It is the new, lively, and insidious group known as intelligent design creationists that fascinates Pennock, however, for "unlike their earlier counterparts, they carry advanced degrees from major institutions, often hold positions in higher education, and are typically more knowledgeable, more articulate, and far more savvy." He introduces and describes intelligent design proponents such as Lehigh University biochemist Michael Behe, Baylor University philosopher William Dembski, and, most notably, Berkeley law professor Philip Johnson. Pennock is especially interested in Johnson, who is more adept than most at presenting a calm and reasoned explanation for intelligent design as a theory at least as plausible as evolution. But Johnson's "minimalist" version of creationist thought hides a broader intent: He aims to discredit and dismiss evolutionary thought as inherently atheistic.

For creationists of every stripe, to believe in evolution is to believe in processes that are mindless, mechanistic, and ultimately meaningless. If there was no meaning behind our creation, then there can be no purpose to our lives. As Pennock writes, "Creationism tells of a world that God planned with us in mind, in which we have special roles to play that, properly understood and followed, will fill our lives with meaning. . . . Creationists fear that if evolution is true, then the only basis for value, the only source of purpose . . . would be lost." The enemy is what Johnson and others call scientific naturalism, and its continued ascendancy, in their view, is the root cause of our modern malaise — a world replete with abortion, homosexuality, feminism, atheism, and other horrors of life without religion. This scientific naturalism must be destroyed and replaced with a view of creation that is Biblically centered and distinctively Christian. Pennock quotes Johnson: "If the universe was created by God for a purpose, the truth claims of Jesus Christ may well be credible and meaningful. Those claims are not even conceivably credible or meaningful if the universe is a meaningless chain of material causes."

Pennock challenges the stark formulations of intelligent design proponents as false dichotomies. Even more fascinating, Pennock uncovers the postmodern and deconstructionist roots of the intelligent design creationists. "The IDCs are in lockstep with postmodernism's skeptical contention that human truths, including scientific truths, are merely subjective narratives. . . . Postmodernists accept relativism and seem happy to dispense with the notions of objective truth, embracing instead the rich plurality of subjective human viewpoints. Creationists, however, . . . believe that although human reason by itself is impotent, there remains one way to get a 'God's eye view' of the world, namely, from God himself. God's divine revelation saves us from relativism by providing us with absolute truth in Scripture."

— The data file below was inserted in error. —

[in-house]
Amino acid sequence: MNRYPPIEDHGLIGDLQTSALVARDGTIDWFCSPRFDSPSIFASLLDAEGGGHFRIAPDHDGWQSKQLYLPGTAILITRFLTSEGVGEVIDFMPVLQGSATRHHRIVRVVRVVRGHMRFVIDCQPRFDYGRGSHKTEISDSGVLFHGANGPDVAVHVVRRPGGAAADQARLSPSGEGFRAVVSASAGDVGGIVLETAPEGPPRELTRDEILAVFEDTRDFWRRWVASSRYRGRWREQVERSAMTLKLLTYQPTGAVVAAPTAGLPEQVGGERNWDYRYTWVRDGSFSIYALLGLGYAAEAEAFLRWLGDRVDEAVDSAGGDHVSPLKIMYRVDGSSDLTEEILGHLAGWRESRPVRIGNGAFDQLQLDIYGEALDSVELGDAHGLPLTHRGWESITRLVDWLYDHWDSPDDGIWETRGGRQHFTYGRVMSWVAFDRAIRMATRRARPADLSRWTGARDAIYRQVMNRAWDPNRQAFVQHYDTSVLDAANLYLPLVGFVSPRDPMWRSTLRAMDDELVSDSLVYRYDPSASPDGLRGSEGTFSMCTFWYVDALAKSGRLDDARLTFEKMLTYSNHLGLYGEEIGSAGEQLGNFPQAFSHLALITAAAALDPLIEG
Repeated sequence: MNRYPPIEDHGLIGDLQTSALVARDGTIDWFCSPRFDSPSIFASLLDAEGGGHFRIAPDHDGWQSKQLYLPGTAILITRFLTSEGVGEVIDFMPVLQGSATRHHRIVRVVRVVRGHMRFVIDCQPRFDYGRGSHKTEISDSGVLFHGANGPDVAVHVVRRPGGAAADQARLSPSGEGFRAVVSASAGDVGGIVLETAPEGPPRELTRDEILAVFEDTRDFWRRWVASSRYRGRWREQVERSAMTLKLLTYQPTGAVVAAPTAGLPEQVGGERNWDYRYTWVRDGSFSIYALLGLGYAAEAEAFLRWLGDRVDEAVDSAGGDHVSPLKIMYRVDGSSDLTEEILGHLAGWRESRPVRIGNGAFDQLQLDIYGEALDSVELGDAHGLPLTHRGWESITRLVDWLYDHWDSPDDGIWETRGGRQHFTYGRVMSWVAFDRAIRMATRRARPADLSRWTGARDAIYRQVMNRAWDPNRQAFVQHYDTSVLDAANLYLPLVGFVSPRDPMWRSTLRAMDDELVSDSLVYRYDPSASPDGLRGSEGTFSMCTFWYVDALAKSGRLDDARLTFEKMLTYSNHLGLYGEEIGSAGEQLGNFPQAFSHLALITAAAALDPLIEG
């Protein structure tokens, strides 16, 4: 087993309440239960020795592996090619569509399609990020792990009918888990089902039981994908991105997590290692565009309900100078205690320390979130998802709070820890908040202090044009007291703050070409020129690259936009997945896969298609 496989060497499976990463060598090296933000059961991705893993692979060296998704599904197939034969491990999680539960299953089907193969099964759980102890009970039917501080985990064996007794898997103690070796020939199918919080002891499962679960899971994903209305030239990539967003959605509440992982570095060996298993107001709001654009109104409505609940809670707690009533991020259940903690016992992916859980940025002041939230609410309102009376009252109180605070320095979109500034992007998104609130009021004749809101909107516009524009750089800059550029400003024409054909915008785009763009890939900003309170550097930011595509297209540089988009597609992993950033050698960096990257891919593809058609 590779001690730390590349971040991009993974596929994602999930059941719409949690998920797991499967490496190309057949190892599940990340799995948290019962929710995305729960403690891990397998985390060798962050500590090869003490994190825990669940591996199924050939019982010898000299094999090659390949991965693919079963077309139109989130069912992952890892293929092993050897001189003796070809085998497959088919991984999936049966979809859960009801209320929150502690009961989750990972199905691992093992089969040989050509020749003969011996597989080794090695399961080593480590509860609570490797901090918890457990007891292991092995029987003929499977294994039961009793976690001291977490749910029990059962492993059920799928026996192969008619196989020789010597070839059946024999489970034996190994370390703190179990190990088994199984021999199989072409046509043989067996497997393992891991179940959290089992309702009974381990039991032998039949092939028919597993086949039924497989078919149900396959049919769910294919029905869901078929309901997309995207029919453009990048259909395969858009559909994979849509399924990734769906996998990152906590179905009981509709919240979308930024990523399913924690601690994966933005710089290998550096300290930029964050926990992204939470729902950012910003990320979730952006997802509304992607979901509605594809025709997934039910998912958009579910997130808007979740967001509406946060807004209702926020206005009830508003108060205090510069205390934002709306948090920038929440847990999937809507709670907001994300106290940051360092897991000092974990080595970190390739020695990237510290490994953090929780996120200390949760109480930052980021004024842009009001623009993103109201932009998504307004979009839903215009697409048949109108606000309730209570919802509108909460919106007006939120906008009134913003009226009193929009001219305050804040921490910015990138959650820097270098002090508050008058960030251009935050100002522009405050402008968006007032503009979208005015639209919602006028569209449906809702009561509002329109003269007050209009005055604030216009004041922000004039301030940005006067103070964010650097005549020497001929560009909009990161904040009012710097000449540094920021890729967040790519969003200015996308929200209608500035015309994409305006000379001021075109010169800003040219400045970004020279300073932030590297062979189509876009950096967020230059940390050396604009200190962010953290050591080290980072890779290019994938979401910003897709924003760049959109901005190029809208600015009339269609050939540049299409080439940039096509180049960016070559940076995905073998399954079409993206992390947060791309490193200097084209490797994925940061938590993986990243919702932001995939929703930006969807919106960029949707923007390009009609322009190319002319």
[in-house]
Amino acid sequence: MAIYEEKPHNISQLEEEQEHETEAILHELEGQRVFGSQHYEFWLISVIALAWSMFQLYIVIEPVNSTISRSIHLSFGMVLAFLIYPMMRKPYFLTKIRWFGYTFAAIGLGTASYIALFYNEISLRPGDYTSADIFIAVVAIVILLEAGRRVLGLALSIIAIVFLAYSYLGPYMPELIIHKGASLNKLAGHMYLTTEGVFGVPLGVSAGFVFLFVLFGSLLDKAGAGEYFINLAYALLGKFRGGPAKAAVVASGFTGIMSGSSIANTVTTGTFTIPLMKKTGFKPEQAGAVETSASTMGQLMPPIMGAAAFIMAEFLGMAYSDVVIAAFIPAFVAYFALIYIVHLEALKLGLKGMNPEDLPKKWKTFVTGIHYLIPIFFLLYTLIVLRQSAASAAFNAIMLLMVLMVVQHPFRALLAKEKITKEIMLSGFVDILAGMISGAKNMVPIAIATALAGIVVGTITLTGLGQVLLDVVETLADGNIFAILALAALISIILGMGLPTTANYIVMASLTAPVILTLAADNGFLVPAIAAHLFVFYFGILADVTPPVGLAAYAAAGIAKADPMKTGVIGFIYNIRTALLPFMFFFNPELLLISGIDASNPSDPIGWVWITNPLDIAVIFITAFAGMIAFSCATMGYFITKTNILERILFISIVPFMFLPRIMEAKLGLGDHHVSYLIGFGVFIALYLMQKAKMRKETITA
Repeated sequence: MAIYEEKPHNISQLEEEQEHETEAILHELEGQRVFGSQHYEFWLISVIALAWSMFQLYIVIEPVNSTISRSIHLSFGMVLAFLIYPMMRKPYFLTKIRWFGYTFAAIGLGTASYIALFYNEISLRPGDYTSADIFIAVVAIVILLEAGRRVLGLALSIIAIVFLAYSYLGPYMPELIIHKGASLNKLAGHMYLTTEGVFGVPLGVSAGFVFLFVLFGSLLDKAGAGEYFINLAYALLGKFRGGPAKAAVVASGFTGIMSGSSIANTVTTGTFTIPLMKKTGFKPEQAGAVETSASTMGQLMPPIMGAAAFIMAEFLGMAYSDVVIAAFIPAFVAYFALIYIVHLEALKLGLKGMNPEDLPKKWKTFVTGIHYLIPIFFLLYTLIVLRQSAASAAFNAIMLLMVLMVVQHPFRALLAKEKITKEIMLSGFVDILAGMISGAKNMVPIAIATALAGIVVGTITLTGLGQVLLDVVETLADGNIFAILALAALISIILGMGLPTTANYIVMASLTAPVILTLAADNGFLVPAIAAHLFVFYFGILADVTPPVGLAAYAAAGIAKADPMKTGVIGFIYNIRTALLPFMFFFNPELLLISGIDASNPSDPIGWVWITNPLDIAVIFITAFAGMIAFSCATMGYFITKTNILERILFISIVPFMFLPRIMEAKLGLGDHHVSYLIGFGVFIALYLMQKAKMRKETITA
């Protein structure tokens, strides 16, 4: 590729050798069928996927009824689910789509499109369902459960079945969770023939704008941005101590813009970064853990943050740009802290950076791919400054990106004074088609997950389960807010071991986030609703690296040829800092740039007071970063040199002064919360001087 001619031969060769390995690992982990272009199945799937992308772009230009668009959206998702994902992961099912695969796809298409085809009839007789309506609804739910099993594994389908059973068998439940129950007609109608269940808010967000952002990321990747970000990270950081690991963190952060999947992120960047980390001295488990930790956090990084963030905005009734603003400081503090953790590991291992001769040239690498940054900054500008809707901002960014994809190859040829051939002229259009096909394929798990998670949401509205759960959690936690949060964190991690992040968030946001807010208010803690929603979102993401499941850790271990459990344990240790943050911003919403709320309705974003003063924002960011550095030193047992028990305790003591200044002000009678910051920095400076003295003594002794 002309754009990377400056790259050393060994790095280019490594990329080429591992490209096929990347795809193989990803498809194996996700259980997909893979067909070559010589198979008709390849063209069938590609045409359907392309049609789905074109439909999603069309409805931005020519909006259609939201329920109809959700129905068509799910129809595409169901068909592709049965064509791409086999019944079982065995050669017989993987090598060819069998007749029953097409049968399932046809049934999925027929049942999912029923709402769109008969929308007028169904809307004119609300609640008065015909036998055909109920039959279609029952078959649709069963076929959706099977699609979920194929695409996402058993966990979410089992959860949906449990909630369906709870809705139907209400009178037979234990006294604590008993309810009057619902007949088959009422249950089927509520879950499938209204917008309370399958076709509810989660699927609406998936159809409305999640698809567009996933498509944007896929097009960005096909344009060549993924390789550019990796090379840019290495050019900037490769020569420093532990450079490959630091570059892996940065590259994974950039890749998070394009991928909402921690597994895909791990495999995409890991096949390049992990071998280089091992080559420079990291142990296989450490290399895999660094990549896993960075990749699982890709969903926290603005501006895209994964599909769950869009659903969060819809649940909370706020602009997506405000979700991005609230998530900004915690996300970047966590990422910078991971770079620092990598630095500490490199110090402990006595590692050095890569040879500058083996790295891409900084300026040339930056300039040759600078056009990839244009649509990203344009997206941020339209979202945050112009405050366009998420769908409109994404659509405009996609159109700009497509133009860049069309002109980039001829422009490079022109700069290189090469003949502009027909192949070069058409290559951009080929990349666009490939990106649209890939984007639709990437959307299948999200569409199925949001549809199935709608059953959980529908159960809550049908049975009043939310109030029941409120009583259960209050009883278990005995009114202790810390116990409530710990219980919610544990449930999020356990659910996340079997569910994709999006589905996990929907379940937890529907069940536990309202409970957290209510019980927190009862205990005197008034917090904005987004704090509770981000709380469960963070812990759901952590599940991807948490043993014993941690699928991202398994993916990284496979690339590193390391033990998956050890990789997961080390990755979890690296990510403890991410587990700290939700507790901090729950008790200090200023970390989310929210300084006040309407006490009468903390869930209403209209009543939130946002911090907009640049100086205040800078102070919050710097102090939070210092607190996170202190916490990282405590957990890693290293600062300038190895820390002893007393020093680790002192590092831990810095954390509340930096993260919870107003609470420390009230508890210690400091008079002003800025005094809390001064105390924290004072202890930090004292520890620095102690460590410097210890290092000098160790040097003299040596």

Are these our only choices: a meaningless and relativistic universe or a universe defined by God through Biblical truth? Of course not, and Pennock does a masterful job of unpacking the arguments used by intelligent design creationists to present such stark and false alternatives. Tower of Babel draws parallels between creationists and other enemies of modernity as we now live it, people who seem preoccupied by an all-or-nothing approach to the pluralism of the modern world. We liberal religious people, who have our own issues with modernity but are hardly prepared to abandon it, are well served by Pennock's calm and thoughtful view: "Science is neither God nor devil, but profoundly human. It is not infallible. It cannot answer every question. It reveals nothing of possible supernatural realms. It is simply the best method that we evolved, natural creatures have yet discovered for finding our way around this natural world."

But how might we religious liberals enter this conversation? We hold within our religious communities a host of responses to the question of life's meaning, so we're not easily swayed by arguments that posit all-or-nothing choices. We experience the life of faith as a process, not as an event; theological evolution is our norm. Yet our willingness to hold in tension both the clarity of the scientific method and the mystery of existence seems to have left us without a voice in this debate. As the attacks on science by ever more cunning theocrats grow in frequency and complexity, Robert Pennock's Tower of Babel may prove an especially instructive guide as we seek our place in the conversation about science, faith, and human values.

The Rev. Rosemary Bray McNatt is a contributing editor for UU World and minister of the Fourth Universalist Society in New York City.

 Contents: UU World July/August 2002
UU World XVI:4 (July/August 2002): 50-51